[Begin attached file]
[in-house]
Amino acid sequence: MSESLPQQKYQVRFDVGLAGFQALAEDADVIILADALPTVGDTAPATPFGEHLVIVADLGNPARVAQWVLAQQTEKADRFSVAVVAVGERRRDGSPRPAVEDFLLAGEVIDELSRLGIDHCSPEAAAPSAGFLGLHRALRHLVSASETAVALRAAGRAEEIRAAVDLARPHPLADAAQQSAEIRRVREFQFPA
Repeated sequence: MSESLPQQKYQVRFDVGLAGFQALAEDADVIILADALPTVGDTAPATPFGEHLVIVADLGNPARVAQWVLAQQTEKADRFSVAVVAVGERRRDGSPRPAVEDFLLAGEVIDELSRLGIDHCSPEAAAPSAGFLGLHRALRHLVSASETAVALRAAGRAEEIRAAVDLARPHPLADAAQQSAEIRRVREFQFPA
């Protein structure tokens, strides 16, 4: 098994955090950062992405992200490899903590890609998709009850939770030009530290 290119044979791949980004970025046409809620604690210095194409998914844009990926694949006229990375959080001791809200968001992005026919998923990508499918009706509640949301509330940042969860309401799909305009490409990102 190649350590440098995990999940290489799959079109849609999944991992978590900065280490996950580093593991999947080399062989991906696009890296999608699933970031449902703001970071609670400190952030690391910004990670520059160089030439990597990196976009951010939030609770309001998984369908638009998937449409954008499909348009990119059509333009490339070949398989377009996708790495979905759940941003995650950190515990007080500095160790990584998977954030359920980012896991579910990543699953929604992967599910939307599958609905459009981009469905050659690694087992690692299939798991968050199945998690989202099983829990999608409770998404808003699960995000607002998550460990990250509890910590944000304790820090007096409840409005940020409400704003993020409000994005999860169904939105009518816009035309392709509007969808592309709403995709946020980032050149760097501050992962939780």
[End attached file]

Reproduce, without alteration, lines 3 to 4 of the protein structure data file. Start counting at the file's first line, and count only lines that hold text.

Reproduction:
Repeated sequence: MSESLPQQKYQVRFDVGLAGFQALAEDADVIILADALPTVGDTAPATPFGEHLVIVADLGNPARVAQWVLAQQTEKADRFSVAVVAVGERRRDGSPRPAVEDFLLAGEVIDELSRLGIDHCSPEAAAPSAGFLGLHRALRHLVSASETAVALRAAGRAEEIRAAVDLARPHPLADAAQQSAEIRRVREFQFPA
């Protein structure tokens, strides 16, 4: 098994955090950062992405992200490899903590890609998709009850939770030009530290 290119044979791949980004970025046409809620604690210095194409998914844009990926694949006229990375959080001791809200968001992005026919998923990508499918009706509640949301509330940042969860309401799909305009490409990102 190649350590440098995990999940290489799959079109849609999944991992978590900065280490996950580093593991999947080399062989991906696009890296999608699933970031449902703001970071609670400190952030690391910004990670520059160089030439990597990196976009951010939030609770309001998984369908638009998937449409954008499909348009990119059509333009490339070949398989377009996708790495979905759940941003995650950190515990007080500095160790990584998977954030359920980012896991579910990543699953929604992967599910939307599958609905459009981009469905050659690694087992690692299939798991968050199945998690989202099983829990999608409770998404808003699960995000607002998550460990990250509890910590944000304790820090007096409840409005940020409400704003993020409000994005999860169904939105009518816009035309392709509007969808592309709403995709946020980032050149760097501050992962939780």